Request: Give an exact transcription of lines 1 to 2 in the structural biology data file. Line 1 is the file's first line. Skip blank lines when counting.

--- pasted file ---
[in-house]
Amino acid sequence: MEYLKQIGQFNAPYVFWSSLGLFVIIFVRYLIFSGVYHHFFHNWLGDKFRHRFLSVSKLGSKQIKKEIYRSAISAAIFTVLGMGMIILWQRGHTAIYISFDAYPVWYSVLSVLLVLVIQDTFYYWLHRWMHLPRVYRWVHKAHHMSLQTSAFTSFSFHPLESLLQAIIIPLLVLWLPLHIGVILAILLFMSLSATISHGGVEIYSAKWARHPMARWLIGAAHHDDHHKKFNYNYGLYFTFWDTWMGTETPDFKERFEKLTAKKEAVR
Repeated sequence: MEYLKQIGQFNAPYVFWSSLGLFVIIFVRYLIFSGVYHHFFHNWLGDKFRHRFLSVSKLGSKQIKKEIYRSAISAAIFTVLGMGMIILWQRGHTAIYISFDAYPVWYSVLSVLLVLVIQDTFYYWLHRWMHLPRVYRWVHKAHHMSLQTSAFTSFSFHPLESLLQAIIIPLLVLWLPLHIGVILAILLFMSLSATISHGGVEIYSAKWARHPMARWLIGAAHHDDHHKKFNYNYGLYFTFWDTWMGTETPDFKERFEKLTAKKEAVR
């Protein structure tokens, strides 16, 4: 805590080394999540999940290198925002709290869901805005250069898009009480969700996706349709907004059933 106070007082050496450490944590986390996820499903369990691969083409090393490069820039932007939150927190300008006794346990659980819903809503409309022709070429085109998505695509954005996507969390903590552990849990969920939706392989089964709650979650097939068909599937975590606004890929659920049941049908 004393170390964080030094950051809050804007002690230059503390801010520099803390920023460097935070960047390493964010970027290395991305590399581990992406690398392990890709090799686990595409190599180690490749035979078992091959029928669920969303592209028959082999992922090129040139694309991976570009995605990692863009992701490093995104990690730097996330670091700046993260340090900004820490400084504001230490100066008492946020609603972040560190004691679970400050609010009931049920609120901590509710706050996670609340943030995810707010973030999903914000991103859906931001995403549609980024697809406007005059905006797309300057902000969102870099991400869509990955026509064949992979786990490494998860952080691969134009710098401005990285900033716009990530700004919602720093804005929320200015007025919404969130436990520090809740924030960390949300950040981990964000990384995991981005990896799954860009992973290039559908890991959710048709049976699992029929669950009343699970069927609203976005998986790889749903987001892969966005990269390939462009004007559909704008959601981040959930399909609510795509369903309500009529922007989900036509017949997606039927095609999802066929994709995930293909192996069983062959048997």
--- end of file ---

[in-house]
Amino acid sequence: MEYLKQIGQFNAPYVFWSSLGLFVIIFVRYLIFSGVYHHFFHNWLGDKFRHRFLSVSKLGSKQIKKEIYRSAISAAIFTVLGMGMIILWQRGHTAIYISFDAYPVWYSVLSVLLVLVIQDTFYYWLHRWMHLPRVYRWVHKAHHMSLQTSAFTSFSFHPLESLLQAIIIPLLVLWLPLHIGVILAILLFMSLSATISHGGVEIYSAKWARHPMARWLIGAAHHDDHHKKFNYNYGLYFTFWDTWMGTETPDFKERFEKLTAKKEAVR